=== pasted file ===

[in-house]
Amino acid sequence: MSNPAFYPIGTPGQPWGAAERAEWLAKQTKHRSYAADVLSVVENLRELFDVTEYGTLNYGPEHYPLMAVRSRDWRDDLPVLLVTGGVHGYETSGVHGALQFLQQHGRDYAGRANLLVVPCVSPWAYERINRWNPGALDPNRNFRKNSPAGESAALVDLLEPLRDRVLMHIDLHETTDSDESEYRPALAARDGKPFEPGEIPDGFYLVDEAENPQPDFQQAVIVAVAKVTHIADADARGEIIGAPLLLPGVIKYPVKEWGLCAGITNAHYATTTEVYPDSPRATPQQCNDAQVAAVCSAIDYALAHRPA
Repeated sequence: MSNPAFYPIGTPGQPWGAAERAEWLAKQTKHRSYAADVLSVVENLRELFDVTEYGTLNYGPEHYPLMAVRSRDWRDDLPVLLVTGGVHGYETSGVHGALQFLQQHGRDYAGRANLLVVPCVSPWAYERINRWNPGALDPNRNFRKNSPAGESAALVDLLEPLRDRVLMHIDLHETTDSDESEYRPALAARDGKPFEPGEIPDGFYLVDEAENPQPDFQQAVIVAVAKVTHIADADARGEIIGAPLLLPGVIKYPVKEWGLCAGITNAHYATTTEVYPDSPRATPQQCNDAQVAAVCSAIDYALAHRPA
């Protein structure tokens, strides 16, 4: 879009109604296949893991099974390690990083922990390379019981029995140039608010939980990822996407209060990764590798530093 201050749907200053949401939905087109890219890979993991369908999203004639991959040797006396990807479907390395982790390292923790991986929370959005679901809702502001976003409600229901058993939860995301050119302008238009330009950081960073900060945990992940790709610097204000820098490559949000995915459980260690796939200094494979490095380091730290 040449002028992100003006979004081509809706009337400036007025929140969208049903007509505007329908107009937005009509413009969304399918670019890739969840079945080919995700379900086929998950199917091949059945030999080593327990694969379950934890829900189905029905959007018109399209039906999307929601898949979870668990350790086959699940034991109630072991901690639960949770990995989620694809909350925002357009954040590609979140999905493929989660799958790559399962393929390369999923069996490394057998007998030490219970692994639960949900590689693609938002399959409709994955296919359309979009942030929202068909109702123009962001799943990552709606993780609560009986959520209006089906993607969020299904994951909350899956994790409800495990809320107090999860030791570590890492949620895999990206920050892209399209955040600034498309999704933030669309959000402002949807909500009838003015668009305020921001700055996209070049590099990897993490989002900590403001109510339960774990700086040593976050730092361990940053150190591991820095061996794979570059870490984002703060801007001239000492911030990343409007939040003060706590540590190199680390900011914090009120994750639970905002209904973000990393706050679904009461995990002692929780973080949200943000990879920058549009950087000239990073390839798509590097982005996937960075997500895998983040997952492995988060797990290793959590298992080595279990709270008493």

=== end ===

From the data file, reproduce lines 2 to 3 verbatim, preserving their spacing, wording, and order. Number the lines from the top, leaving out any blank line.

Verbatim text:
Amino acid sequence: MSNPAFYPIGTPGQPWGAAERAEWLAKQTKHRSYAADVLSVVENLRELFDVTEYGTLNYGPEHYPLMAVRSRDWRDDLPVLLVTGGVHGYETSGVHGALQFLQQHGRDYAGRANLLVVPCVSPWAYERINRWNPGALDPNRNFRKNSPAGESAALVDLLEPLRDRVLMHIDLHETTDSDESEYRPALAARDGKPFEPGEIPDGFYLVDEAENPQPDFQQAVIVAVAKVTHIADADARGEIIGAPLLLPGVIKYPVKEWGLCAGITNAHYATTTEVYPDSPRATPQQCNDAQVAAVCSAIDYALAHRPA
Repeated sequence: MSNPAFYPIGTPGQPWGAAERAEWLAKQTKHRSYAADVLSVVENLRELFDVTEYGTLNYGPEHYPLMAVRSRDWRDDLPVLLVTGGVHGYETSGVHGALQFLQQHGRDYAGRANLLVVPCVSPWAYERINRWNPGALDPNRNFRKNSPAGESAALVDLLEPLRDRVLMHIDLHETTDSDESEYRPALAARDGKPFEPGEIPDGFYLVDEAENPQPDFQQAVIVAVAKVTHIADADARGEIIGAPLLLPGVIKYPVKEWGLCAGITNAHYATTTEVYPDSPRATPQQCNDAQVAAVCSAIDYALAHRPA